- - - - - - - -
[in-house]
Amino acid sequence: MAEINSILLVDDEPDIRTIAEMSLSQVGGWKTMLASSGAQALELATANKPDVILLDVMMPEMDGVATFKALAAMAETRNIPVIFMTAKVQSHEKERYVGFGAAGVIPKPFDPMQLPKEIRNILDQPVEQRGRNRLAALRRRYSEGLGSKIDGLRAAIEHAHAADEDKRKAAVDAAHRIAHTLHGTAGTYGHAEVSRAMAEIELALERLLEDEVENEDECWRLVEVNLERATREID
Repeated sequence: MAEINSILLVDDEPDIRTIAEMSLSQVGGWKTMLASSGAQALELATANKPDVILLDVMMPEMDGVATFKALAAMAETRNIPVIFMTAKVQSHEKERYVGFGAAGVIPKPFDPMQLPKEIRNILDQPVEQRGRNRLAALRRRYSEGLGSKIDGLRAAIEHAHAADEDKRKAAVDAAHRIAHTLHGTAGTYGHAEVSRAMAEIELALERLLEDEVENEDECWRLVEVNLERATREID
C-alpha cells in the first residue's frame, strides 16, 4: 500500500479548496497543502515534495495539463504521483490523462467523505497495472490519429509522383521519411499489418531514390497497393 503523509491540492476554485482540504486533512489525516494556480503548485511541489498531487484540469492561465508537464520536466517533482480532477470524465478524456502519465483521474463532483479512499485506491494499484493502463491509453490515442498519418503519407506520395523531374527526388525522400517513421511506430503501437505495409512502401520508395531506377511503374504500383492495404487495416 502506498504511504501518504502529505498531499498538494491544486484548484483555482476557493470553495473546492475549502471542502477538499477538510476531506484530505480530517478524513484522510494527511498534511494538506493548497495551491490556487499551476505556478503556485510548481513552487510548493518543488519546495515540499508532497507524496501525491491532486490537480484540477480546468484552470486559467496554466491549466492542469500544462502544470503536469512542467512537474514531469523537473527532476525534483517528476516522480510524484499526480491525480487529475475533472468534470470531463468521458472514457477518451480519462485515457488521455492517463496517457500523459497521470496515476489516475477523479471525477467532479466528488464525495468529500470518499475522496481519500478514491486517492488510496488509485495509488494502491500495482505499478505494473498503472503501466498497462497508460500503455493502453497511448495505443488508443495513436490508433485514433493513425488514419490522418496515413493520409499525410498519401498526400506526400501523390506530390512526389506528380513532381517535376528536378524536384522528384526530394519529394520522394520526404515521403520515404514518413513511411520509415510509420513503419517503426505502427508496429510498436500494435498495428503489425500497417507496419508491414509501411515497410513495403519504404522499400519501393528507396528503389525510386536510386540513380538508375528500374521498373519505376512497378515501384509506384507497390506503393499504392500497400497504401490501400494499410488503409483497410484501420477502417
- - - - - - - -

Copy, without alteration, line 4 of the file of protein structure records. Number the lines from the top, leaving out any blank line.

C-alpha cells in the first residue's frame, strides 16, 4: 500500500479548496497543502515534495495539463504521483490523462467523505497495472490519429509522383521519411499489418531514390497497393 503523509491540492476554485482540504486533512489525516494556480503548485511541489498531487484540469492561465508537464520536466517533482480532477470524465478524456502519465483521474463532483479512499485506491494499484493502463491509453490515442498519418503519407506520395523531374527526388525522400517513421511506430503501437505495409512502401520508395531506377511503374504500383492495404487495416 502506498504511504501518504502529505498531499498538494491544486484548484483555482476557493470553495473546492475549502471542502477538499477538510476531506484530505480530517478524513484522510494527511498534511494538506493548497495551491490556487499551476505556478503556485510548481513552487510548493518543488519546495515540499508532497507524496501525491491532486490537480484540477480546468484552470486559467496554466491549466492542469500544462502544470503536469512542467512537474514531469523537473527532476525534483517528476516522480510524484499526480491525480487529475475533472468534470470531463468521458472514457477518451480519462485515457488521455492517463496517457500523459497521470496515476489516475477523479471525477467532479466528488464525495468529500470518499475522496481519500478514491486517492488510496488509485495509488494502491500495482505499478505494473498503472503501466498497462497508460500503455493502453497511448495505443488508443495513436490508433485514433493513425488514419490522418496515413493520409499525410498519401498526400506526400501523390506530390512526389506528380513532381517535376528536378524536384522528384526530394519529394520522394520526404515521403520515404514518413513511411520509415510509420513503419517503426505502427508496429510498436500494435498495428503489425500497417507496419508491414509501411515497410513495403519504404522499400519501393528507396528503389525510386536510386540513380538508375528500374521498373519505376512497378515501384509506384507497390506503393499504392500497400497504401490501400494499410488503409483497410484501420477502417